Understanding the narrative of the “other”

Last Wednesday, I was on a panel discussion on a social media platform with David Hinds, to discuss our “divided nation”.
I emphasised that each of the groups in Guyana has its own narrative on why we are in this mess, but each points its fingers at the other in blame. It means that our narratives are in conflict, to allow us to play the blame game. I suggested we need to consciously construct a “national narrative” that would give each group in our country its just desert.
Narratives are stories, and our need to create them appears to be wired into our brains. An event occurs – say, the elections contretemps at Ashmins – and we are driven to explain how or why it occurred. What happened first? What followed? Who were the persons involved? What did each person do, and what were their choices? What were the background circumstances – social or physical – that might have brought the event about? We want to know about causation.
And we create narratives. Since very few of us are in a position, or have the inclination, to conduct rigorous enquiries from ground zero, we reflexively also resort to narratives that others might have constructed around similar events. In a word, we fall back on “history” – whether at the micro or macro level. Narratives, then, are not only constructed; they are constitutive as far as they “explain” our experiences. Much of what we are fighting about can be described as “memory wars”.
In assuming there must be some material historical truth “out there”, we should appreciate that we have to be careful to filter out, as best as we can, the inherent subjectivities of all narratives, especially when they concern history “writ large”. Reality may be created by events and processes, but our “experience” of that reality is the “rememberance” of it; that is, “his-story”. History and remembrance are not the same. History is the human narration of that reality as seen by historians, but it is our “remembrance” of the events that structure our responses.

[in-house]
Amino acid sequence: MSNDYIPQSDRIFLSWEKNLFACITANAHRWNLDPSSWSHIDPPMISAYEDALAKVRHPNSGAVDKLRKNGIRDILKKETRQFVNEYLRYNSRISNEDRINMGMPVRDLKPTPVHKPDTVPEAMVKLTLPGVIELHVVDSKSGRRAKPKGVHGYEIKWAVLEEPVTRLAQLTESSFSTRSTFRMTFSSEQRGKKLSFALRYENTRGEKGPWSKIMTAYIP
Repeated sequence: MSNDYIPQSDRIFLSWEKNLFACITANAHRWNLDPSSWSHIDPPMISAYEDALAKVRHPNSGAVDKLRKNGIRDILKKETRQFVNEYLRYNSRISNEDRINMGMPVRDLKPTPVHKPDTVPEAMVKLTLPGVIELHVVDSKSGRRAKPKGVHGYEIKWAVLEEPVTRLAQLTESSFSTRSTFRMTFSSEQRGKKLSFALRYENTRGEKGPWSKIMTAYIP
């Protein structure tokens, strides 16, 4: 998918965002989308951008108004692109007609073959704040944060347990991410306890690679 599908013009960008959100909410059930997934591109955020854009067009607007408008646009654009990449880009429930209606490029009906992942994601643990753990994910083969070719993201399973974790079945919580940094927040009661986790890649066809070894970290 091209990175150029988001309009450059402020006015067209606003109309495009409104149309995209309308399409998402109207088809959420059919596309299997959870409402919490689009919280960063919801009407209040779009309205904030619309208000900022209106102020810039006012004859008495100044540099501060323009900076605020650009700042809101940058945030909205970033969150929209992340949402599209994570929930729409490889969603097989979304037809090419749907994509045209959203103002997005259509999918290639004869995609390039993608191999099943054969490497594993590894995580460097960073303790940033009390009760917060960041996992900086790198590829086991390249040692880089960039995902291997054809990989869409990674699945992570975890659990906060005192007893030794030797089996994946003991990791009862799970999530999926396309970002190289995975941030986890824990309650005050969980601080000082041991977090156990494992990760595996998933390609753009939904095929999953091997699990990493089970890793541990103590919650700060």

Why is it, we should ask, that the supporters of the coalition PNC/APNU/AFC insist there is nothing untoward in the actions of Mingo in the tabulation of the Reg 4 SOPs, when international observers and ambassadors insist he was pulling a flagrant sleight of hand? Much of it has to do with the narrative we bring to “explain” our experience.
On the panel, I pointed out that African-Guyanese have a historical fear of being “swamped and subordinated” by Indian-Guyanese if the latter get into office via the PPP. To assert, as I have done, that Indian-Guyanese are now a minority in a nation of minorities — in which either of the two major blocks has an equal chance of securing office through attracting votes outside of their base constituency — did not cut much ice.
Today, we and all those who would examine our history have the advantage of hindsight and access to a wider array of accounts than those who lived through the events. In attacking the possible “illusions of retrospective determinism” – that things HAVE to be so – we should connect the past with the present in a broader, more unified narrative that is healing rather than destructive. We cannot change the past, but we can certainly change the future.
John Paul Lederach, the “International peacebuilder”, defines constructive social change as “the pursuit of moving relationships from those defined by fear, mutual recrimination, and violence toward those characterized by love, mutual respect, and proactive engagement.” It is time that we take time to listen to the narrative of the “other”, and respect and address their fears.
Lederach has advised that, “Transcending violence is forged by the capacity to generate, mobilize and build the moral imagination.” We must recognize the complexity of relationships, and not fall prey to an “us vs them” mentality. Moral imagination is a matter of creating links between memory and vision, and is, to a large extent, the vocation of communities.
By shifting the meaning of the past through a differential emphasis on particular events, we can transform how we act in the present. The past may not literally exist – any more than the future does – but it lives on in its consequences, which are a vital part of it.
Our past was not all hate or division.